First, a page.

Browsing Tag

Social Media

What is it like to attend a pop-up event in a Twitter Shop?

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First of all, a massive thank you to everyone who joined the first ever #EventPlannersTalk on Twitter yesterday where we discussed ‘How to Promote Events using Social Media’? So many interesting insights and thoughts on the topic were exchanged during that hour and I can’t wait to host the next one on 15th September where we’ll discuss sustainability and green events.

Talking already about social media, it’s a good opportunity to share with you my impressions from the Marc Jacobs pop-up ‘tweet shop’ that took place last weekend in Covent Garden, London. After the successful campaign in New York, London was chosen to host the event. How did it work? They set up a pop-up shop for three days to promote the Daisy Marc Jacobs fragrance and customers were encouraged to use the hashtag #MJDaisyChain instead of cash to get a sample of the fragrance. In addition they had a DJ, coffee station, nail bar, lounge, Vine booth and Twitter wall.

That was a B2C event and in general I enjoyed the idea and the experience. B2B events can learn from this case study how to engage with their audience on social media.

There are only two things in my opinion Marc Jacobs could have done better. Firstly, why only tweets? They could encourage the customers to Facebook, Instagram, YouTube and so on the campaign and gain larger brand exposure. Some people may have even more followers on other platforms than Twitter. Secondly, the brand didn’t interact with me. When I tweeted the hashtag no one from Marc Jacobs liked nor retweeted it, nor replied and welcomed me to the store or thanked me for coming. I just found it a pity that the brand didn’t engage with potential or existent customers, while they have them already in the store, using their products.

If you had the chance to attend the event I would be happy to hear your thoughts and experience and feel free to share impressions if you came across similar campaigns in the past.

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All photos: © The MICE Blog

How to promote events using social media?

Unfortunately, there is no one solution fits all when talking about ‘how to promote events using social media’. The reason for that is that we have B2B and B2C events, private and public, local and international and hybrid and face-to-face events. The only way to know how to manage it, is to understand the different platforms and create an appropriate strategy for each platform.

It’s not enough just having Facebook, Twitter and Instagram profiles, it’s about using them and the quality of content that goes on these platforms and the frequency of updates. Yesterday I listened to one of my favourite marketing speakers (you can watch it here, he’s brilliant!) and someone asked him ‘is it better to update your social networks once a week with great content or daily with poor content’ and he answered the following: Why it has to be one or the other, why not both? So the bottom line is to put out a lot of quality content. By doing that you’ll realise that your community starts growing and people start engaging with you or your brand on social media. Gary’s comment is very relevant for events. Very often I see abandoned event accounts which start picking up and share content closer to the event date. I even noticed that some of the major exhibitions forget to change the event date on their profile from the previous year! That’s a shame because these events are missing to create meaningful connections with their existent and future audience. During the year it’s actually excellent time to attract attendees to your event, and social media is the most efficient and cost effective tool to do so.

Social media for events is about trial, error and testing. From my experience, you have to be 24/7 on it, you can’t respond to your customers only from Monday to Friday from 9am until 5pm because it will be regarded as poor customer service.

Lastly, and maybe most important, make sure that your tone of voice is the same both online and offline, especially for corporates. Just to give you an example, there is one corporate account I follow and used to like their friendly tone of voice on Twitter until I met them at an exhibition. The team didn’t have an idea about the conversation going-on on their social media, even their own updates. That’s a big gap when you think you ‘know’ the person and he ‘knows’ you because you follows each others updates. On the other hand, I tweeted with corporate accounts that were very coordinated, provided the names of representatives on site and our conversation keeps going on social media long after the exhibition is over.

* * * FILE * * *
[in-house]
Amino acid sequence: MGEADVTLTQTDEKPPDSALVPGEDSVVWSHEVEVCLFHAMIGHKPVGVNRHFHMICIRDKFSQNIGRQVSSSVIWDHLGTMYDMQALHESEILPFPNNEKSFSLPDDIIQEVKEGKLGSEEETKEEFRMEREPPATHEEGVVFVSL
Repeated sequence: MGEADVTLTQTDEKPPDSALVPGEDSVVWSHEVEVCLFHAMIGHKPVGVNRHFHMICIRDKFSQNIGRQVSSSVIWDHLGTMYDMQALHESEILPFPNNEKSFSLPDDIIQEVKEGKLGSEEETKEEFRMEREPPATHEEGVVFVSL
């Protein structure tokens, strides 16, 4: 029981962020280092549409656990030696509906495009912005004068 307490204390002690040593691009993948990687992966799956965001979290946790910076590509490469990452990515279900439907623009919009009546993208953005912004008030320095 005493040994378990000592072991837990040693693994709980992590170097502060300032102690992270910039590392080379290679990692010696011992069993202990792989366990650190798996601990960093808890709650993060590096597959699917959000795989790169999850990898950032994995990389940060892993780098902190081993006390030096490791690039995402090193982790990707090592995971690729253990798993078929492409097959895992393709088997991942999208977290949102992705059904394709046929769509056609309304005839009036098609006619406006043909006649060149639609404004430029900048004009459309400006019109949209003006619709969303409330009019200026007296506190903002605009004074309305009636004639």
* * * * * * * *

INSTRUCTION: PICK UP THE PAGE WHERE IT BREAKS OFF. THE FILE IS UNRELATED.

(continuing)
If you have anything to add to the topic I’ll be happy to read your comment below or we’ll discuss more social media for events on Monday, 18th August, so make sure you join the #EventPlannersTalk chat on twitter, 9pm BST (You can read the discussion questions here).

In addition, in my next post I’ll talk about the Marc Jacobs pop-up tweet shop in Covent Garden, London which is taking place this weekend, where customers can pay with tweets instead of cash for product samples.

I wish you all a fantastic weekend and see you soon!


How to promote events using social media?

Photo by: Irina Trofimovskaya

Introducing #EventPlannersTalk: The Premiere

Is it me or it seems that August is a VERY quit month for events? Everyone is on holidays, less events are taking place (and when they do the attendance is very low) and I constantly keep receiving ‘out of office’ responses or ‘please note that I’ll be out of office from..’.

I just thought it would be nice to keep in touch with the industry and create a twitter chat to fulfil this gap (or call it a ‘virtual event’). Everyone, from everywhere in the world can participate, share experience and network with fellow event professionals.

The topic of the twitter chat is ‘How to Promote Events using Social Media’. During the chat don’t forget to use the hashtag #EventPlannersTalk. There are so many interesting and important topics we can discuss including event logistics, ticketing, pricing, risk management, marketing, HR etc., so I hope we can keep the chat going also in the future.

The virtual party will take place on Monday, 18th August at 9pm BST. Don’t forget to join the event also on Facebook.

The questions are:

Q1: Which social media platforms do you use to promote your events (e.g.- Facebook, Twitter, LinkedIn etc.)?

Q2: Which social media tools do you use to manage your events (e.g.- eventbrite, TweetDeck etc.)?

Q3: What is the most effective way to communicate with attendees on social media? (e.g.- blog, twitter etc.)

Q4: How do you communicate event hashtags to your attendees?

Q5: Do you have social media strategy for your events (as organiser) or did you come across best use of social media at events (as attendee)?

Q6: What is your experience with promoting B2B events on Facebook? via @Pickevent